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What Kinds of Mould Grow on Walls

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What Kinds of Mould Grow on Walls

By Ruth MacEachern

Product Manager

Jan 09, 2024

During the cold winter weather, mould can become a more common sight in homes around the UK. In fact, around one in five British homes suffers from condensation damp that creates the ideal conditions where mould can grow.

What is mould and what are the risks

There are many thousands of different mould species that can grow in homes. Moulds are closely related to fungi, and a large colony of mould is made up of two main parts. The mycelium which grows beneath the surface and consumes nutrients and the fruiting bodies which appear as large dark blooms on the surface. The fruiting bodies are the most visible sign of mould and are how the problem spreads.

Mould spreads through microscopic spores that are shed by the fruiting bodies as the mould matures. These tiny spores can be inhaled or land on the skin where they can cause irritation and inflammation. Many people with respiratory problems or asthma can have allergic reactions to mould spores that include skin irritation, rashes, difficulty breathing and streaming eyes.

People with weaker immune systems can have more serious reactions to mould. Younger children and the elderly are particularly at risk of severe health problems from mould that can be potentially life-threatening.

What species of mould grow on walls

Mould spores are always present in the air, but not all species are able to grow in homes. The most common species of mould that grow in homes in the UK are Cladosporium and Alternaria. These types of mould are strongly associated with allergic reactions and can also cause mental health issues including depression and confusion if they are present in large quantities.

Stachybotrys Chartarum – also known as Toxic Black Mould – is less common but is more dangerous to health. In addition to releasing spores which cause allergic reactions, Stachybotrys Chartarum also releases chemicals called mycotoxins that have been linked to severe allergic reactions and a variety of medical conditions.

Cleaning mould from walls

Most moulds can be cleaned from the surface of walls using either dilute bleach or a special fungicidal spray. The chemicals should be sprayed onto the affected area and left for thirty minutes to allow them to kill the mould which can then be wiped away using a damp cloth.

When cleaning mould you should wear eye and mouth protection to prevent ingestion of the mould spores, and any cloths that you use should be disposed of after use to avoid spreading the mould to other areas of your home.

If you are prone to a reaction to the mould spores, or you suspect that toxic black mould is present, the mould should be professionally cleaned to protect your health.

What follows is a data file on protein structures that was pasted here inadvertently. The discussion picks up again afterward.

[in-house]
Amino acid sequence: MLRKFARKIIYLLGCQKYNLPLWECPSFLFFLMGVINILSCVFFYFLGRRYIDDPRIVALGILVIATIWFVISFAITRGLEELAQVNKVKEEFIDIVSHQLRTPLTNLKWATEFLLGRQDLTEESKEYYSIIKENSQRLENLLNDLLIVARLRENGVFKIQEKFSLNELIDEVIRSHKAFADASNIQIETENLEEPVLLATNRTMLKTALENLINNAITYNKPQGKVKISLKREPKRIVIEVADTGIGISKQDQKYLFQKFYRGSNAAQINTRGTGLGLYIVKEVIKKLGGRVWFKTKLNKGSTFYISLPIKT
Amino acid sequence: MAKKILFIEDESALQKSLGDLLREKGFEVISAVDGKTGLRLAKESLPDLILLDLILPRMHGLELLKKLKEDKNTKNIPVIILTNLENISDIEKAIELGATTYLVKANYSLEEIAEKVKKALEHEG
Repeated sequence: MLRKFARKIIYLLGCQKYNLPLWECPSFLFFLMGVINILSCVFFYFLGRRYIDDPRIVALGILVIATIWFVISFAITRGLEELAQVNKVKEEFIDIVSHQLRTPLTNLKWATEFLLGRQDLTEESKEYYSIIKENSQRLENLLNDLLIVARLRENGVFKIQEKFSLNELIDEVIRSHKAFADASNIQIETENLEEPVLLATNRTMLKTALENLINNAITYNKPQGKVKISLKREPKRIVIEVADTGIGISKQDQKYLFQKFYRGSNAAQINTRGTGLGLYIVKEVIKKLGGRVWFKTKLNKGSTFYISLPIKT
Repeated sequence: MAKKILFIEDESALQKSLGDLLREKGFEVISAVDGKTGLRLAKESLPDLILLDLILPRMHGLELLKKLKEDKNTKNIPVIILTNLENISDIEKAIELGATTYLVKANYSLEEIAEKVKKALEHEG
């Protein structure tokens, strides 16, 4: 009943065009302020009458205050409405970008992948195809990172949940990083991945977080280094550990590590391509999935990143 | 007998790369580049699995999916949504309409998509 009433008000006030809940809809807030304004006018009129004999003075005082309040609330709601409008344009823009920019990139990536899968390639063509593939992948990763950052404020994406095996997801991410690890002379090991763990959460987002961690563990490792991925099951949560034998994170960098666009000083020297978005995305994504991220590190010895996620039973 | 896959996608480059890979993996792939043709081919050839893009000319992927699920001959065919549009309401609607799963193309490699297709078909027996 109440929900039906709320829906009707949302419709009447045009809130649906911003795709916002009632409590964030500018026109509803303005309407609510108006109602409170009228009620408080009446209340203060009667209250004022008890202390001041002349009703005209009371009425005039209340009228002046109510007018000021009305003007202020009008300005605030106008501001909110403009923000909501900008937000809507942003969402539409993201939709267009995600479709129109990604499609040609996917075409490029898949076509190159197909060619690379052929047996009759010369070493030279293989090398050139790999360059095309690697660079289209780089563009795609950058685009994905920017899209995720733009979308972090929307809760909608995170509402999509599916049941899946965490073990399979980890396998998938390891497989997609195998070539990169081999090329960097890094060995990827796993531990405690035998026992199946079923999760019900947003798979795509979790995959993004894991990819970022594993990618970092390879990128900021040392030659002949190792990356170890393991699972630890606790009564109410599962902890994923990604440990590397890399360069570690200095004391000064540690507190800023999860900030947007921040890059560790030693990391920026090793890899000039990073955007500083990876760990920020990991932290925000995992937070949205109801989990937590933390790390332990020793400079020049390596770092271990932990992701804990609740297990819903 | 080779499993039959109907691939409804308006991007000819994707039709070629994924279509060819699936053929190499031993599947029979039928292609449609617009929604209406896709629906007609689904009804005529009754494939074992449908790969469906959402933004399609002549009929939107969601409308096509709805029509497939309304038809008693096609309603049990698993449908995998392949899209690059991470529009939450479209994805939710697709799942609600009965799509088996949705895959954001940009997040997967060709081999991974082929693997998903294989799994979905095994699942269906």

Permanent prevention of mould

Unfortunately, simply cleaning mould away will not solve the underlying problem. The majority of the mould biomass is beneath the surface, and over time, the fruiting bodies will return.

To stop mould returning, you need to remove the conditions which allow it to grow. Mould typically grows in damp patches, so finding the cause of the dampness is essential. Rising damp occurs when moisture is drawn up into the walls from the ground because of a damaged damp proof course. You can identify rising damp as it is found on ground floor walls up to one metre above the ground. You may notice a stain or rotting skirting boards. Stopping rising damp requires repairs to the damp proof course.

Penetrating damp occurs when water is leaking into a property or escaping from an internal pipe. As with rising damp, penetrating damp is quite easy to find, as it will normally be close to the source of moisture – such as a gap around a window or a hole in the ceiling. Once the source of the water has been removed, the damp will start to dry out.

If there is no obvious cause of damp, it may be due to a build up of condensation on a porous surface. Condensation damp is caused by elevated levels of water vapour in the air condensing onto a surface and soaking in to saturate the underlying materials. Solving condensation damp usually requires improvements to your home ventilation to expel the humid air. Installing modern extractor fans in your bathroom and kitchen will remove most of the water vapour that is generated and prevent it escaping into other rooms. If you have condensation with no obvious cause, whole house ventilation may be more effective. Positive Input Ventilation systems such as EnviroVent Atmos feature a central unit that is normally mounted in your loft. This draws in fresh filtered air from outdoors to replace the humid air in your home.

Find out more

Finding mould in your home can mean a serious underlying problem and put your health at risk. Our local ventilation specialists can help. Book a free home survey in which we will identify the causes of condensation and mould and provide you with advice about the best solution for your needs. Simply enter your postcode below to find an expert near you.

Need help with condensation, mould or damp problems?

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During the free survey we will

  • check Assess any condensation, damp or mould problems in your property
  • check Take readings of the relative humidity levels
  • check Identify any underlying problems and make recommendations for a permanent solution

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